John Smith 1938-1994: Tragedy gives respite to Major leadership: Labour contest to take centre stage as Tories reveal lack of stomach for further internal strife

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MINISTERS said the death of the Labour leader would alter the political landscape, as they assessed its impact on the Government and John Major's leadership.

Tory party leaders believe it will give some short-term respite to Mr Major by turning the attention on to Labour's leadership contest. 'The pack will move off the Prime Minister and start running after the Labour Party,' one minister said.

An immediate reaction among delegates at the Scottish Conservative Party conference was that it could end Michael Heseltine's leadership aspirations.

The President of the Board of Trade has made a full recovery after suffering a heart attack in Italy and has impressed colleagues by his fitness. But Mr Smith's death underlined the risks of high office.

Mr Heseltine will be one of four Cabinet colleagues who will address the resumed Scottish conference today after its suspension as a mark of respect to Mr Smith and his family.

Tory supporters at the conference in Inverness privately said they believed Mr Heseltine could not now mount a successful challenge for the leadership because of the question mark over his health.

There has been a concerted effort by senior Cabinet colleagues, led by Douglas Hurd, the Foreign Secretary, to rally behind Mr Major and end the speculation about the leadership before the launch of the Tory European election campaign.

Mr Hurd was followed by Kenneth Clarke, the Chancellor, in warning that a leadership contest would be disastrous, whatever the result in the European polls on 9 June. That message was reinforced last night with an overwhelming feeling among Mr Major's colleagues that the party would no longer have the stomach for a challenge. However, that could change.

Cabinet ministers were calculating on the odds for the contenders for the Labour leadership. Tory leaders privately fear Tony Blair, the Labour spokesman on law and order, who has proved a brilliant opponent for Michael Howard, the Home Secretary.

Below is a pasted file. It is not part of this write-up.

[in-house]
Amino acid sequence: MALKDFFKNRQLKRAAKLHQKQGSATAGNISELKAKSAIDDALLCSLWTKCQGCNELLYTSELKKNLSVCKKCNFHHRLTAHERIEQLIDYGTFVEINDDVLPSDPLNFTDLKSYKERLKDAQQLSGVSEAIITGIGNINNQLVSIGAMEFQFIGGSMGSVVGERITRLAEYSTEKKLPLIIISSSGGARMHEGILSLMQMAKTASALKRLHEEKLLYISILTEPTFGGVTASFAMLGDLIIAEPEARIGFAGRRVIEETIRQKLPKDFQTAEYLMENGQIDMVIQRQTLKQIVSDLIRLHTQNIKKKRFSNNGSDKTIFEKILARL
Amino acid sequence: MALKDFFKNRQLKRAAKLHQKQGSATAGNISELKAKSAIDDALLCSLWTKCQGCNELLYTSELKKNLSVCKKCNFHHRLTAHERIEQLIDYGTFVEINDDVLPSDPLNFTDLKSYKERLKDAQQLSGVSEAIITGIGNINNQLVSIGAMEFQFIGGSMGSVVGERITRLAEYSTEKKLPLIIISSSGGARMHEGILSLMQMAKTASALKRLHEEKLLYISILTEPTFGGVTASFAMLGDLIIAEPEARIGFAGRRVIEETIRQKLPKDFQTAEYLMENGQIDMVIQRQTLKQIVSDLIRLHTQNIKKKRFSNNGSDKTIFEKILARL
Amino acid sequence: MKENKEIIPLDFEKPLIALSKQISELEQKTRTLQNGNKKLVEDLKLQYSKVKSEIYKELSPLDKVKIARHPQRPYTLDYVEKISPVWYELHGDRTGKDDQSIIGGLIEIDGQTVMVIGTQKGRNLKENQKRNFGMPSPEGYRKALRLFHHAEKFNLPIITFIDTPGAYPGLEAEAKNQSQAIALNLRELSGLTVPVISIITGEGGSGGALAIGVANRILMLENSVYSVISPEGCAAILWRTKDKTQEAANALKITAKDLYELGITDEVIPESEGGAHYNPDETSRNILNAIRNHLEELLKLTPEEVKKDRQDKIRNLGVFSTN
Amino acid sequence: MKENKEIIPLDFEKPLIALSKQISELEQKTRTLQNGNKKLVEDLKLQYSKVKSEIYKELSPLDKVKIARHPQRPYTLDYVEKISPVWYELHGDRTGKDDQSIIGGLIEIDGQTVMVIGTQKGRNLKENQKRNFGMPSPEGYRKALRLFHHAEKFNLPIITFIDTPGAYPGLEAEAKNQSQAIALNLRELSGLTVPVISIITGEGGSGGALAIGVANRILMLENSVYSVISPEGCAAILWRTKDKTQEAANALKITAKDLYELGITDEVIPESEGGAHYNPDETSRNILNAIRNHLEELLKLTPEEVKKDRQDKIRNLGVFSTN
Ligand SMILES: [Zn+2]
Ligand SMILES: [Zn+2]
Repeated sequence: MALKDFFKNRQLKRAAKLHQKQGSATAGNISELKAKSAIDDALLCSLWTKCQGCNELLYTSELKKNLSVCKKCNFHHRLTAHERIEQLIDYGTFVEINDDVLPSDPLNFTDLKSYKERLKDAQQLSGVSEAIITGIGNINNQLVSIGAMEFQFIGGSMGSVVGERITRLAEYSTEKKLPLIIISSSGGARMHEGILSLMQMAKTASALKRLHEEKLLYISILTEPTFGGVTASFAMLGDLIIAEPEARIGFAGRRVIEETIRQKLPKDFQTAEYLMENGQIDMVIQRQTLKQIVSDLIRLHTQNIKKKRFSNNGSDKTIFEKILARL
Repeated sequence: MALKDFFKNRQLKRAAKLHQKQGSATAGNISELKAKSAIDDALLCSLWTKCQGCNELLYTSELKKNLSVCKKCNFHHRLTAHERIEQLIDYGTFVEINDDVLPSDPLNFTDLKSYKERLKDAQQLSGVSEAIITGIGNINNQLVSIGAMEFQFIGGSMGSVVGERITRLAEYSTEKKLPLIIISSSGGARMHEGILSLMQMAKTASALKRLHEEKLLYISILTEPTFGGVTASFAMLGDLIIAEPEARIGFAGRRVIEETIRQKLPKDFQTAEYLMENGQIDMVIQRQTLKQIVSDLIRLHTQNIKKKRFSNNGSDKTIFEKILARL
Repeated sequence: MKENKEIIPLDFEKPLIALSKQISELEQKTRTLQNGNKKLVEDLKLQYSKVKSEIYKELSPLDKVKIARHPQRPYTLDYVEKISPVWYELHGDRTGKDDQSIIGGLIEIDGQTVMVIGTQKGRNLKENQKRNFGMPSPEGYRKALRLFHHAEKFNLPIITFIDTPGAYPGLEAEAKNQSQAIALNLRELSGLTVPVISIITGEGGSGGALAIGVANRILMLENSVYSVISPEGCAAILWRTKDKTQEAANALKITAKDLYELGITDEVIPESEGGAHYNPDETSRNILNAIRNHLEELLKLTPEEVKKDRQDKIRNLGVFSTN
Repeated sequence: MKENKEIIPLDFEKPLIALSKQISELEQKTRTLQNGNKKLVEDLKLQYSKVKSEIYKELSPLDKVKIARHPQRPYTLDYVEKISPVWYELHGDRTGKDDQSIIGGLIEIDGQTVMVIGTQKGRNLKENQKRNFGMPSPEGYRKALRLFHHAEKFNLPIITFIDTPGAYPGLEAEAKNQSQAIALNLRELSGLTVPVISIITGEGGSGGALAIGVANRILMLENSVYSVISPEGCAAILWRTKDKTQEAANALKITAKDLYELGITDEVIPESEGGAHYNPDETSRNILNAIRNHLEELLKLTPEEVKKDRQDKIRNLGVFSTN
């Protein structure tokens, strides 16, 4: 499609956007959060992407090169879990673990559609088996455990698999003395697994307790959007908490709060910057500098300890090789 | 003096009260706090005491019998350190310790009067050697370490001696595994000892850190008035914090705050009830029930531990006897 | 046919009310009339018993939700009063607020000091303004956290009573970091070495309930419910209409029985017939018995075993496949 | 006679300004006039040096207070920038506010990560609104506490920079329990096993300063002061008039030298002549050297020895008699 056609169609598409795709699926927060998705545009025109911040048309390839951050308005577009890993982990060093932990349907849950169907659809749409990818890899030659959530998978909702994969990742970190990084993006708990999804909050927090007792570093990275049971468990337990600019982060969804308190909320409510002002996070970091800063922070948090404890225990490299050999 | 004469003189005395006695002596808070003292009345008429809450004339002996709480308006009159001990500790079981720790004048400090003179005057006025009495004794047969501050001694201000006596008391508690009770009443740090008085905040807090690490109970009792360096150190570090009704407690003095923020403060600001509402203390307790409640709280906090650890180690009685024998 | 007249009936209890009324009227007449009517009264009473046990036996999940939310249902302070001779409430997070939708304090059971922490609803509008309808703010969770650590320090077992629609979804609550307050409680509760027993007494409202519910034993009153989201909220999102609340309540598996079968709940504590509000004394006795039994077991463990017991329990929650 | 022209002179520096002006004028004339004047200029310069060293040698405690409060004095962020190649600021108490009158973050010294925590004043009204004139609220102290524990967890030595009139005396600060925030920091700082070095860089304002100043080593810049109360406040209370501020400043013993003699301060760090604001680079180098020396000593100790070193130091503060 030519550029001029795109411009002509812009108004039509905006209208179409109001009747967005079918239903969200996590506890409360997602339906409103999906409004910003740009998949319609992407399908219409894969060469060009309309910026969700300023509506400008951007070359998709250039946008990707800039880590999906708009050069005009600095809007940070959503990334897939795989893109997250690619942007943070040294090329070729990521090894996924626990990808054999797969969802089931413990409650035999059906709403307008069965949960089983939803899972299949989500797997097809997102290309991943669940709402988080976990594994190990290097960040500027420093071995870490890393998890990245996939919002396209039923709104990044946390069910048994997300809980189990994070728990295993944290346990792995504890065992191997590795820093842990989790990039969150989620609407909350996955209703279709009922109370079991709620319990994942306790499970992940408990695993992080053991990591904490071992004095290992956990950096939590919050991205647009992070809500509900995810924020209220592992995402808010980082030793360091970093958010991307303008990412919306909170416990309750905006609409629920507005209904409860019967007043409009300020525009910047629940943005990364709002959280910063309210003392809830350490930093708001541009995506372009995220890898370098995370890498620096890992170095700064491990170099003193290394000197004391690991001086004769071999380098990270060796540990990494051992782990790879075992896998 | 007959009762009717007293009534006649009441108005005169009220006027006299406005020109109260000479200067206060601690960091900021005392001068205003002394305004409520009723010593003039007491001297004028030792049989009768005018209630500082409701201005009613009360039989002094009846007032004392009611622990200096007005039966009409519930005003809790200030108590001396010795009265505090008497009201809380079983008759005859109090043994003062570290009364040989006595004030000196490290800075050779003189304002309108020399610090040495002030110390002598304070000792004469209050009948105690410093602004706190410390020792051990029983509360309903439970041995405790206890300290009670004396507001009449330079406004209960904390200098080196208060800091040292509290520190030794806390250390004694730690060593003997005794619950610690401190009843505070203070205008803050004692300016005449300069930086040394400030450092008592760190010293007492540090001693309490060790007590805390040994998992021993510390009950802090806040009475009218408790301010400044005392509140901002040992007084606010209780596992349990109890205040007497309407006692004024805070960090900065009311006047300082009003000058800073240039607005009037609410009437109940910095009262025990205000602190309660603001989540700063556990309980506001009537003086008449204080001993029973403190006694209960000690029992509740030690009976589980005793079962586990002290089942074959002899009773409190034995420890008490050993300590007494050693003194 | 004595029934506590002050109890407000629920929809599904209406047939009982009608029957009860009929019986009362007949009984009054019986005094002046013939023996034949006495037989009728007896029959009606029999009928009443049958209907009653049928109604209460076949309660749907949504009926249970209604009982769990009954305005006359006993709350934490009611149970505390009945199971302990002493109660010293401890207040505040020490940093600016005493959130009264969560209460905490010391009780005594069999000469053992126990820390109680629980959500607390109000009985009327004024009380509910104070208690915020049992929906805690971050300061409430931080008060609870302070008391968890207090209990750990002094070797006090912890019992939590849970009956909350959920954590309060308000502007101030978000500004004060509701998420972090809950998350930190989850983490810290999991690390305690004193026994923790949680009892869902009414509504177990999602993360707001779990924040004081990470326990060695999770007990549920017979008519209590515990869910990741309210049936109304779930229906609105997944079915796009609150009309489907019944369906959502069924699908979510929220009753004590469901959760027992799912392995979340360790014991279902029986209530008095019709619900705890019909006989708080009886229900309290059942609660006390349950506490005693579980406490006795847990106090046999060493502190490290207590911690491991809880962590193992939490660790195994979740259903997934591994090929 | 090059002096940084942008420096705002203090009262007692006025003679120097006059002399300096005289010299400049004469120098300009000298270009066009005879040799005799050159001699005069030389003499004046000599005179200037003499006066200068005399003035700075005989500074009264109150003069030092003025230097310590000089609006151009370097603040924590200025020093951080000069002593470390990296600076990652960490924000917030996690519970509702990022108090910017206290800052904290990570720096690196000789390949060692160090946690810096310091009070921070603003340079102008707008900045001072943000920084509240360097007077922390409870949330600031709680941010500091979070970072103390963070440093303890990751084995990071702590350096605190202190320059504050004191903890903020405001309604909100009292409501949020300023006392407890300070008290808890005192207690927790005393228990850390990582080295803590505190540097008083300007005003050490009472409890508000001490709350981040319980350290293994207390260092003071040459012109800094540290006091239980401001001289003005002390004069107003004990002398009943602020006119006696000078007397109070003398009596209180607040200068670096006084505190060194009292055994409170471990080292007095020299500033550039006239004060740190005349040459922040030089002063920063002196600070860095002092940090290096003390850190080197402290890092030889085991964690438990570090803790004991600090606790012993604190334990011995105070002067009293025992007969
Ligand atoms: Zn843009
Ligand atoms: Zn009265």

Senior ministers said they believed Mr Blair would be a greater electoral threat than Gordon Brown, the shadow Chancellor. One minister said the Tory 'dream ticket' would be for Labour to elect John Prescott, an unreconstructed socialist, as its next leader.

The replacement of Mr Smith by Mr Brown, another Scot, would be exploited by ministers anxious to protect their southern strongholds. The Tory leadership had been considering draft plans for an election leaflet aimed at wavering Tory voters in the South with an attack on Labour's Scots-dominated Shadow Cabinet. It was to have depicted Mr Smith and other shadow ministers with the slogan: 'Do you want to be ruled from Scotland?'

They regard Mr Brown as a solid performer, but the Tories believe he lacks the intellectual imagination and excitement with which Mr Blair, with his English accent and English seat, could appeal with to their demoralised Tory supporters.

If Mr Blair is chosen as leader the long-term risks to Mr Major could be more serious. The attempt to bolster Mr Major's leadership could crack under the renewed threat of defeat at the general election.

The death of Mr Smith will also force the Government to re-adjust its strategy for the general election. With Mr Smith portrayed as a dour, uninspiring Scot, the Tory leadership felt comfortable. It planned to remind voters that it was Mr Smith, as shadow Chancellor, who was responsible for the pre-election budget that helped destroy Labour's campaign in 1992.

Ministers believed that the anger over the increases in taxes in the two 1993 Budgets would be eased by the time of the next election by further tax cuts.

But Mr Smith's death may change all that. The Tories went into the last election looking fresh with a new leader. This time it will be Labour, forced by tragedy to make the change, who will be led by a fresh, young leader who will increase the impression that the Government is tired and has outlasted its time in office.